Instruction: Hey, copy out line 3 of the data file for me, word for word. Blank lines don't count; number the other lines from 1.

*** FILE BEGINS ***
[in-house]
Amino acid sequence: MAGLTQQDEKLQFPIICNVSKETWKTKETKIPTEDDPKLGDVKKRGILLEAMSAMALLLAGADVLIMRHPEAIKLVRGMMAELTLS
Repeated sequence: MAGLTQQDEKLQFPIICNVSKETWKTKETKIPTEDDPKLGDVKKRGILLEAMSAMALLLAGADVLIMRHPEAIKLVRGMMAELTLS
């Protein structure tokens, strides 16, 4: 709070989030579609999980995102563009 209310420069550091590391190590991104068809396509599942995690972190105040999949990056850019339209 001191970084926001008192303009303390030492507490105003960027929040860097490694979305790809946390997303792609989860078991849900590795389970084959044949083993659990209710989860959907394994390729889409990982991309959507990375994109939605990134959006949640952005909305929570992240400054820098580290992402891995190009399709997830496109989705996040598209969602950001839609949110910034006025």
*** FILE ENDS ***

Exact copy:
Repeated sequence: MAGLTQQDEKLQFPIICNVSKETWKTKETKIPTEDDPKLGDVKKRGILLEAMSAMALLLAGADVLIMRHPEAIKLVRGMMAELTLS